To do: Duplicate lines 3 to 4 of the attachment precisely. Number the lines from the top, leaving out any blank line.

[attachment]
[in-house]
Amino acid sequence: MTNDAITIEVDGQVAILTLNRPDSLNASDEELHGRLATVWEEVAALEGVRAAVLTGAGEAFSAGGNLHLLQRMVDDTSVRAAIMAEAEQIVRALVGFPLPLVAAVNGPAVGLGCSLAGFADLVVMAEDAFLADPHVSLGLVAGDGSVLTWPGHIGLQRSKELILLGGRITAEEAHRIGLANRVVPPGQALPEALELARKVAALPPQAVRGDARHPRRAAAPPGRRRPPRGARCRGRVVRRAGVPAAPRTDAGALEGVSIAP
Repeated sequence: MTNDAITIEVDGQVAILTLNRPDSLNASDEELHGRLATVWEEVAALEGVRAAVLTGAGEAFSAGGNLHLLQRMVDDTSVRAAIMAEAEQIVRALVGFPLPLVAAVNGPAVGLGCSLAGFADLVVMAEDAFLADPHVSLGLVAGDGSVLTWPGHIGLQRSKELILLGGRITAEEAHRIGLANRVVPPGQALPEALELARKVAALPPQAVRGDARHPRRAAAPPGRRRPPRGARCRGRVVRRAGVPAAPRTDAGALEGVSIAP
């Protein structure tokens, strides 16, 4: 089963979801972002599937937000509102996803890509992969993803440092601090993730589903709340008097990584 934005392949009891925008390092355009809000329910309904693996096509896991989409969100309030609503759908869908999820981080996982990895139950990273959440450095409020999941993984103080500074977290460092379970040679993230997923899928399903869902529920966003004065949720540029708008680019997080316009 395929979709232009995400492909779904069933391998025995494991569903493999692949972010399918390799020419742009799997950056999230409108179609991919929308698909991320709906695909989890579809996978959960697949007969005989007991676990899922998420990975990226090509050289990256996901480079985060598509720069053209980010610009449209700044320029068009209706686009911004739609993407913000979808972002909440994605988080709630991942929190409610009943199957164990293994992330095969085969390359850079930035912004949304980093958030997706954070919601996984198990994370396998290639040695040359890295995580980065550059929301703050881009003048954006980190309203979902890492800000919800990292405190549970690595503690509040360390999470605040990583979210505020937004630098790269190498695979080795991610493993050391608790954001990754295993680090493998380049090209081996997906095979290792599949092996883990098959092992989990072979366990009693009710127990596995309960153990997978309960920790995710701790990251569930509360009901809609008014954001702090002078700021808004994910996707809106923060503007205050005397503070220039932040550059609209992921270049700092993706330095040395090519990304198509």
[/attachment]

Repeated sequence: MTNDAITIEVDGQVAILTLNRPDSLNASDEELHGRLATVWEEVAALEGVRAAVLTGAGEAFSAGGNLHLLQRMVDDTSVRAAIMAEAEQIVRALVGFPLPLVAAVNGPAVGLGCSLAGFADLVVMAEDAFLADPHVSLGLVAGDGSVLTWPGHIGLQRSKELILLGGRITAEEAHRIGLANRVVPPGQALPEALELARKVAALPPQAVRGDARHPRRAAAPPGRRRPPRGARCRGRVVRRAGVPAAPRTDAGALEGVSIAP
């Protein structure tokens, strides 16, 4: 089963979801972002599937937000509102996803890509992969993803440092601090993730589903709340008097990584 934005392949009891925008390092355009809000329910309904693996096509896991989409969100309030609503759908869908999820981080996982990895139950990273959440450095409020999941993984103080500074977290460092379970040679993230997923899928399903869902529920966003004065949720540029708008680019997080316009 395929979709232009995400492909779904069933391998025995494991569903493999692949972010399918390799020419742009799997950056999230409108179609991919929308698909991320709906695909989890579809996978959960697949007969005989007991676990899922998420990975990226090509050289990256996901480079985060598509720069053209980010610009449209700044320029068009209706686009911004739609993407913000979808972002909440994605988080709630991942929190409610009943199957164990293994992330095969085969390359850079930035912004949304980093958030997706954070919601996984198990994370396998290639040695040359890295995580980065550059929301703050881009003048954006980190309203979902890492800000919800990292405190549970690595503690509040360390999470605040990583979210505020937004630098790269190498695979080795991610493993050391608790954001990754295993680090493998380049090209081996997906095979290792599949092996883990098959092992989990072979366990009693009710127990596995309960153990997978309960920790995710701790990251569930509360009901809609008014954001702090002078700021808004994910996707809106923060503007205050005397503070220039932040550059609209992921270049700092993706330095040395090519990304198509």